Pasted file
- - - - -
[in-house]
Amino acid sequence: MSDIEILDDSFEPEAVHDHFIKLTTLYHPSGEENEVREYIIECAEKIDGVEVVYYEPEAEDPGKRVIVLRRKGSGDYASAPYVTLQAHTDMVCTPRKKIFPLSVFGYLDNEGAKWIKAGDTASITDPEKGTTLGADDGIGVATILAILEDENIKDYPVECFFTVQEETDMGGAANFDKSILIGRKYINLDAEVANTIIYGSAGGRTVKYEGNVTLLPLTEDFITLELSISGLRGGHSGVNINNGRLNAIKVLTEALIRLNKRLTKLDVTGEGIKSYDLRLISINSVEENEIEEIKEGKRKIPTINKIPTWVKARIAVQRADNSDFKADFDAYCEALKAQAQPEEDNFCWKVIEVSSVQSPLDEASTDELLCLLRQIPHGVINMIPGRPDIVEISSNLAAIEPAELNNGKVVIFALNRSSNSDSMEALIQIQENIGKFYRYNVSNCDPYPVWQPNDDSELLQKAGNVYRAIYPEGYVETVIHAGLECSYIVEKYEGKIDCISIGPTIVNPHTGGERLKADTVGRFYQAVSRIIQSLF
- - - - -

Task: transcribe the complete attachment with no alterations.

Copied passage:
[in-house]
Amino acid sequence: MSDIEILDDSFEPEAVHDHFIKLTTLYHPSGEENEVREYIIECAEKIDGVEVVYYEPEAEDPGKRVIVLRRKGSGDYASAPYVTLQAHTDMVCTPRKKIFPLSVFGYLDNEGAKWIKAGDTASITDPEKGTTLGADDGIGVATILAILEDENIKDYPVECFFTVQEETDMGGAANFDKSILIGRKYINLDAEVANTIIYGSAGGRTVKYEGNVTLLPLTEDFITLELSISGLRGGHSGVNINNGRLNAIKVLTEALIRLNKRLTKLDVTGEGIKSYDLRLISINSVEENEIEEIKEGKRKIPTINKIPTWVKARIAVQRADNSDFKADFDAYCEALKAQAQPEEDNFCWKVIEVSSVQSPLDEASTDELLCLLRQIPHGVINMIPGRPDIVEISSNLAAIEPAELNNGKVVIFALNRSSNSDSMEALIQIQENIGKFYRYNVSNCDPYPVWQPNDDSELLQKAGNVYRAIYPEGYVETVIHAGLECSYIVEKYEGKIDCISIGPTIVNPHTGGERLKADTVGRFYQAVSRIIQSLF